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Eyespot apparatus


The eyespot apparatus (or stigma) is a photoreceptive organelle found in the flagellate (motile) cells of green algae and other unicellular photosynthetic organisms such as euglenids. It allows the cells to sense light direction and intensity and respond to it by swimming either towards the light (phototaxis) or away from the light ("photoshock" or photophobic response). This helps the cells in finding an environment with optimal light conditions for photosynthesis. Eyespots are the simplest and most common "eyes" found in nature, composed of photoreceptors and a signal transduction system generating a phototactic response.[1]


Microscopic structure

Under the light microscope, eyespots appear as dark, often reddish, spots or stigmata. They get their color from the chromoproteins they contain, such as chlamyopsin, volvoxopsin or other photopigments.

The eyespot apparatus of Euglena comprises the paraflagellar body connecting the eyespot to the flagellum. In electron microscopy, the eyespot apparatus appears as a highly ordered lamellar structure formed by membranous rods in a helical arrangement.[2]

In Chlamydomonas, the eyespot is part of the chloroplast and takes on the appearance of a membranous sandwich structure. It is assembled from chloroplast membranes (outer, inner, and thylakoid membranes) and carotenoid-filled granules overlaid by plasma membrane. It disassembles during cell division and reforms in the daughter cells in an asymmetric fashion in relation to the cytoskeleton.[3]

Eyespot proteins

The predominant eyespot proteins are the photoreceptor proteins that sense light. The photoreceptors found in unicellular organisms fall into two main groups: flavoproteins and retinylidene proteins (rhodopsins). Flavoproteins are characterized by containing flavin molecules as chromophores, whereas retinylidene proteins contain retinal. The photoreceptor protein in Euglena is likely a flavoprotein.[2] In contrast, Chlamydomonas phototaxis is mediated by archaeal-type rhodopsins.[4]

Besides photoreceptor proteins, eyespots contain a large number of structural, metabolic and signaling proteins. The eyespot proteome of Chlamydomonas cells consists of roughly 200 different proteins.[5]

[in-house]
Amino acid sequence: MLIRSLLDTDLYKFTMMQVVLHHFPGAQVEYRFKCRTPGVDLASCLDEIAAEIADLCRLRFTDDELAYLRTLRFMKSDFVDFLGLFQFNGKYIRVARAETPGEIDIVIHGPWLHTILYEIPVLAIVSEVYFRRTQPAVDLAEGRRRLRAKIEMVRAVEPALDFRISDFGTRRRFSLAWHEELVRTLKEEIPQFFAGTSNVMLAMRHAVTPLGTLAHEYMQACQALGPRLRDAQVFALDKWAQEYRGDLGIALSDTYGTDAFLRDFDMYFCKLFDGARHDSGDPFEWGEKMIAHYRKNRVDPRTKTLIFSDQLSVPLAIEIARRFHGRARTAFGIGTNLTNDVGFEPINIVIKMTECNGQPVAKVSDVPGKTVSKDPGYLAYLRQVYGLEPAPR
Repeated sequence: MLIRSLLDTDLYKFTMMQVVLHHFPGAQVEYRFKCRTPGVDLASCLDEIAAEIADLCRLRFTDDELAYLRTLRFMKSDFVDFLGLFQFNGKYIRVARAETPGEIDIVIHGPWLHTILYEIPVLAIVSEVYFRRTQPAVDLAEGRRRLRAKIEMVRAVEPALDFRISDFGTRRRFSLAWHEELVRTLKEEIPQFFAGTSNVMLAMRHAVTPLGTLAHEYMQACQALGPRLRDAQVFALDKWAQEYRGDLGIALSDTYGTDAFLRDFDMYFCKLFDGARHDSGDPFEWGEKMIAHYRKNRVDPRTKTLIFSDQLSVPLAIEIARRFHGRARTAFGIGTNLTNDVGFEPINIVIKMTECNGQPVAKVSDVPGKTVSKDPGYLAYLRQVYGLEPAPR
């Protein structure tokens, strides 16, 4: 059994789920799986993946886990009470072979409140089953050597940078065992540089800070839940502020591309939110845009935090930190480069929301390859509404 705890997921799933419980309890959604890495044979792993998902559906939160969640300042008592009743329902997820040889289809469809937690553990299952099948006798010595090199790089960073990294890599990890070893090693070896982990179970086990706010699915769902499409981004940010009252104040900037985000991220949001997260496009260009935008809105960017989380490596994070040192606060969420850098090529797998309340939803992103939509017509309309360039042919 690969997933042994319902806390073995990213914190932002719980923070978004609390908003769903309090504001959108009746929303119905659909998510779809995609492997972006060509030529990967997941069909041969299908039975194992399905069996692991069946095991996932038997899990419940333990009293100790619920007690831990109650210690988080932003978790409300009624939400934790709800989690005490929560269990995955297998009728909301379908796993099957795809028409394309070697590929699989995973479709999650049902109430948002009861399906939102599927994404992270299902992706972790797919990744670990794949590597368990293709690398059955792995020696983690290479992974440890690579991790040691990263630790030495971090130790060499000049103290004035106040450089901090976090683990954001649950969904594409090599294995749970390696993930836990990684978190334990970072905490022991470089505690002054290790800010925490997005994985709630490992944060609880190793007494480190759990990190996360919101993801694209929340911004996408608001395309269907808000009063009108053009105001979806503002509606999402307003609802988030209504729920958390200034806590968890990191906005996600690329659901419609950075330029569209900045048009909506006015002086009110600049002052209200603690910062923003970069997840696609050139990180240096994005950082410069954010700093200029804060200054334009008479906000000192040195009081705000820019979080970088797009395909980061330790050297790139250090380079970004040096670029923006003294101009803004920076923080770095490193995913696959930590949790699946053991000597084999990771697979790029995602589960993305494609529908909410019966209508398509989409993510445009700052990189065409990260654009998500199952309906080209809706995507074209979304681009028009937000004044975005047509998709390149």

Photoreception and signal transduction

The Euglena photoreceptor was identified as a blue-light-activated adenylyl cyclase.[6] Excitation of this receptor protein results in the formation of cyclic adenosine monophosphate (cAMP) as a second messenger. Chemical signal transduction ultimately triggers changes in flagellar beat patterns and cell movement.

The archaeal-type rhodopsins of Chlamydomonas contain an all-trans retinylidene chromatophore which undergoes photoisomerization to a 13-cis isomer. This activates a photoreceptor channel, leading to a change in membrane potential and cellular calcium ion concentration.[4] Photoelectric signal transduction ultimately triggers changes in flagellar strokes and thus cell movement.[1]


  1. ^ a b Hegemann P (1997). "Vision in microalgae". Planta 203 (3): 265-74. PMID 9431675.
  2. ^ a b Wolken J (1977). "Euglena: the photoreceptor system for phototaxis". J Protozool 24 (4): 518-22. PMID 413913.
  3. ^ Dieckmann C (2003). "Eyespot placement and assembly in the green alga Chlamydomonas". Bioessays 25 (4): 410-6. PMID 12655648.
  4. ^ a b Suzuki T, Yamasaki K, Fujita S, Oda K, Iseki M, Yoshida K, Watanabe M, Daiyasu H, Toh H, Asamizu E, Tabata S, Miura K, Fukuzawa H, Nakamura S, Takahashi T (2003). "Archaeal-type rhodopsins in Chlamydomonas: model structure and intracellular localization". Biochem Biophys Res Commun 301 (3): 711-7. PMID 12565839.
  5. ^ Schmidt M, Gessner G, Luff M, Heiland I, Wagner V, Kaminski M, Geimer S, Eitzinger N, Reissenweber T, Voytsekh O, Fiedler M, Mittag M, Kreimer G (2006). "Proteomic analysis of the eyespot of Chlamydomonas reinhardtii provides novel insights into its components and tactic movements". Plant Cell 18 (8): 1908-30. PMID 16798888.
  6. ^ Iseki M, Matsunaga S, Murakami A, Ohno K, Shiga K, Yoshida K, Sugai M, Takahashi T, Hori T, Watanabe M (2002). "A blue-light-activated adenylyl cyclase mediates photoavoidance in Euglena gracilis". Nature 415 (6875): 1047-51. PMID 11875575.
This article is licensed under the GNU Free Documentation License. It uses material from the Wikipedia article "Eyespot_apparatus". A list of authors is available in Wikipedia.
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